This work will be included in the forthcoming André Brasilier catalogue raisonné being prepared by Alexis Brasilier.
Painted in 1977 at the height of the artist’s career, Le chevaux de Neptune is a veritable tour-de-force within Brasilier’s overall body of work. Here, the artist realizes his most important and enduring motif - that of galloping horses in nature - on a monumental scale. Moreover, the title of the painting imparts it with a classical narrative which further enhances its epic character. Neptune, the Roman god of the sea, was also worshipped by the Romans as a god of horses, and was a patron of horse racing under the name Neptunus Equester (fig. 1).
The subject of the horse forms a cornerstone of Brasilier’s art. The artist stated, “As for the horse, I really like this animal, as much for its beauty as for the harmony that it has with nature… I love life, and horses, with their forms and their ardor, delight and intrigue me” (interview with André Brasilier in his workshop, www.brasilier.fr, September 2014).
Discussing his work, Brasilier explained that: “A large canvas can even have an entrancing power over the person looking at it. Some subjects require grand proportions. But the choice of large format comes overall from my research into the spontaneity of gestures. When I paint, I want to feel life in my movements, as life is found in the gallop of a horse or in the undertow of the sea” (op. cit. ).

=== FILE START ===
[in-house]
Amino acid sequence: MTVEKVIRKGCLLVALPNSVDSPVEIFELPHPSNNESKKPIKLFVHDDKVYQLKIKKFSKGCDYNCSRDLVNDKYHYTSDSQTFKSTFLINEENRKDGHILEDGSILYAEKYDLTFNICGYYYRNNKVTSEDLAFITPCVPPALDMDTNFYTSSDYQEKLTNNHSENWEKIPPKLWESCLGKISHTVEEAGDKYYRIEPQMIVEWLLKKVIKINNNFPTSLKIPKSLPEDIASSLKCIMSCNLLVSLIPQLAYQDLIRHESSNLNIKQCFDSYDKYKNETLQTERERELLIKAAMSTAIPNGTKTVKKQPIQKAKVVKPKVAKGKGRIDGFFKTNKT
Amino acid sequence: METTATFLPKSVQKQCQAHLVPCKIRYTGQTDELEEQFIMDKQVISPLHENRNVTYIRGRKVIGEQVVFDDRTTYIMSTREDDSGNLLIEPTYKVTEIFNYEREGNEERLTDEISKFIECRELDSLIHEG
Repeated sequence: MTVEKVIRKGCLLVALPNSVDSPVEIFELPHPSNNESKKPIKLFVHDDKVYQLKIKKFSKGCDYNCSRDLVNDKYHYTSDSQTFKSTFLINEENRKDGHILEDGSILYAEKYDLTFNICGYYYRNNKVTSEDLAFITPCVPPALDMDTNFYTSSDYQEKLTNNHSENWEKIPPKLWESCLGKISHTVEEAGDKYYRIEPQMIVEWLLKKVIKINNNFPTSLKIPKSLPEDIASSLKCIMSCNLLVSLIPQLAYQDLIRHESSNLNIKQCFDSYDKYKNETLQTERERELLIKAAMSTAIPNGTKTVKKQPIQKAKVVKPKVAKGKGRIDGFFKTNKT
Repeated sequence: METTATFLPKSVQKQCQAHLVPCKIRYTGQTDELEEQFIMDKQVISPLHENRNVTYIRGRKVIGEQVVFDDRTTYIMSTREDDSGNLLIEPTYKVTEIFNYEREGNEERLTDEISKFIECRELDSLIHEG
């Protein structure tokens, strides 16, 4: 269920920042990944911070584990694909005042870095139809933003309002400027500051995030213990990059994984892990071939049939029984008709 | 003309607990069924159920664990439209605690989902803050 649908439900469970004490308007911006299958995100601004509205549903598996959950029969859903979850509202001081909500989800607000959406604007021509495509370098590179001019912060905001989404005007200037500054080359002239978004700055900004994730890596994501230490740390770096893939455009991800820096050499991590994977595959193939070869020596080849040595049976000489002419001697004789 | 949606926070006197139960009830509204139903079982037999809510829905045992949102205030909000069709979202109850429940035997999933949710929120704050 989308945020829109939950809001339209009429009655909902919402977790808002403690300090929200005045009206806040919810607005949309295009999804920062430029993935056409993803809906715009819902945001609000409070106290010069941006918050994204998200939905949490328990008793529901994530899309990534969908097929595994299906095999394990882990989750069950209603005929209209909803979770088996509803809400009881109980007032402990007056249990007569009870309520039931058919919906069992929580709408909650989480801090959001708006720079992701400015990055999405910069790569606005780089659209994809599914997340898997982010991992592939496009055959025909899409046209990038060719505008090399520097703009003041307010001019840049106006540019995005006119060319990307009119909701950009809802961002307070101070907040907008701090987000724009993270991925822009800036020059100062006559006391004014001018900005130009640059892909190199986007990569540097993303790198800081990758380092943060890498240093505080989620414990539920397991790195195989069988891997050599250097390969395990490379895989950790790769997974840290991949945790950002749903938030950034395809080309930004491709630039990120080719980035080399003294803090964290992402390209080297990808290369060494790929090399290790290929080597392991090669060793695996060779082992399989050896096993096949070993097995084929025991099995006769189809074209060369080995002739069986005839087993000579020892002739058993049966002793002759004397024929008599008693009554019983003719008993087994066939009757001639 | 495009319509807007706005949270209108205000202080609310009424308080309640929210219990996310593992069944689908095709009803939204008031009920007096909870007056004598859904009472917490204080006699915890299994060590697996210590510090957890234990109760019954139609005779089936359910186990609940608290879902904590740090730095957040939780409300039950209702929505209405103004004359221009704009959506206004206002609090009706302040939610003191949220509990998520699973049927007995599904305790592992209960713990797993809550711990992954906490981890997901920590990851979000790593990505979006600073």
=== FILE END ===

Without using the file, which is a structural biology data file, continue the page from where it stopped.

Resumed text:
In the present work, Brasilier has handled the subject in his distinctive, graphic style in which the horses are reduced to striking silhouettes beneath a sweeping sky. The artist’s brushwork alternates between a gestural approach consisting of broadly applied strokes of paint, and an almost pointillist manner in the rendering of light reflecting on water. Through his rich use of color, Brasilier transforms nature into an enchanting setting. Although naturalistic, Le chevaux de Neptune evokes an imaginary, mythical world that is characterized by a sense of awe for nature and an innate fascination with the iconic image of the horse and rider.